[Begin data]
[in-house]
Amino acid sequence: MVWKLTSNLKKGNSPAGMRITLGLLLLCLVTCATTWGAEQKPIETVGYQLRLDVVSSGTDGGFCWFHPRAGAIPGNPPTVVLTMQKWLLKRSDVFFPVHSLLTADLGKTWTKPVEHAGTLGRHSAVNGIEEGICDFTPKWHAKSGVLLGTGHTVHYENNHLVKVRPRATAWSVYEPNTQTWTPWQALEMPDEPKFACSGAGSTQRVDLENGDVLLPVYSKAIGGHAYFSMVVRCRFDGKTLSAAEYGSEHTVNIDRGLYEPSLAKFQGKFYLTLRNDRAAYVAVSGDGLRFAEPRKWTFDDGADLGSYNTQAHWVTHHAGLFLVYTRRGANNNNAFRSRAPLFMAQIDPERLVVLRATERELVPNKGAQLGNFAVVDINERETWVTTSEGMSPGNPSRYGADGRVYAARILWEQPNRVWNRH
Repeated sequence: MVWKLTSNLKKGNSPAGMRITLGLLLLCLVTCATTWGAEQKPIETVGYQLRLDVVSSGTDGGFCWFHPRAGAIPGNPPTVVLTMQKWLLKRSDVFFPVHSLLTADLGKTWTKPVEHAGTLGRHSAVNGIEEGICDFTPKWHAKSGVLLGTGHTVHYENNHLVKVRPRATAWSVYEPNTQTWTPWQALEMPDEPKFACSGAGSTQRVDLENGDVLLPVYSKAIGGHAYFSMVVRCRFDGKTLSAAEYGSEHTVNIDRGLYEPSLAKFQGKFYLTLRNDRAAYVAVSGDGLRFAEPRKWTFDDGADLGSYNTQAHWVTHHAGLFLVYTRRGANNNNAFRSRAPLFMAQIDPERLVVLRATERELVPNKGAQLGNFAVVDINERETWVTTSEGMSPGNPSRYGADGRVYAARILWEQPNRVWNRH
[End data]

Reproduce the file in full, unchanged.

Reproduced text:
[in-house]
Amino acid sequence: MVWKLTSNLKKGNSPAGMRITLGLLLLCLVTCATTWGAEQKPIETVGYQLRLDVVSSGTDGGFCWFHPRAGAIPGNPPTVVLTMQKWLLKRSDVFFPVHSLLTADLGKTWTKPVEHAGTLGRHSAVNGIEEGICDFTPKWHAKSGVLLGTGHTVHYENNHLVKVRPRATAWSVYEPNTQTWTPWQALEMPDEPKFACSGAGSTQRVDLENGDVLLPVYSKAIGGHAYFSMVVRCRFDGKTLSAAEYGSEHTVNIDRGLYEPSLAKFQGKFYLTLRNDRAAYVAVSGDGLRFAEPRKWTFDDGADLGSYNTQAHWVTHHAGLFLVYTRRGANNNNAFRSRAPLFMAQIDPERLVVLRATERELVPNKGAQLGNFAVVDINERETWVTTSEGMSPGNPSRYGADGRVYAARILWEQPNRVWNRH
Repeated sequence: MVWKLTSNLKKGNSPAGMRITLGLLLLCLVTCATTWGAEQKPIETVGYQLRLDVVSSGTDGGFCWFHPRAGAIPGNPPTVVLTMQKWLLKRSDVFFPVHSLLTADLGKTWTKPVEHAGTLGRHSAVNGIEEGICDFTPKWHAKSGVLLGTGHTVHYENNHLVKVRPRATAWSVYEPNTQTWTPWQALEMPDEPKFACSGAGSTQRVDLENGDVLLPVYSKAIGGHAYFSMVVRCRFDGKTLSAAEYGSEHTVNIDRGLYEPSLAKFQGKFYLTLRNDRAAYVAVSGDGLRFAEPRKWTFDDGADLGSYNTQAHWVTHHAGLFLVYTRRGANNNNAFRSRAPLFMAQIDPERLVVLRATERELVPNKGAQLGNFAVVDINERETWVTTSEGMSPGNPSRYGADGRVYAARILWEQPNRVWNRH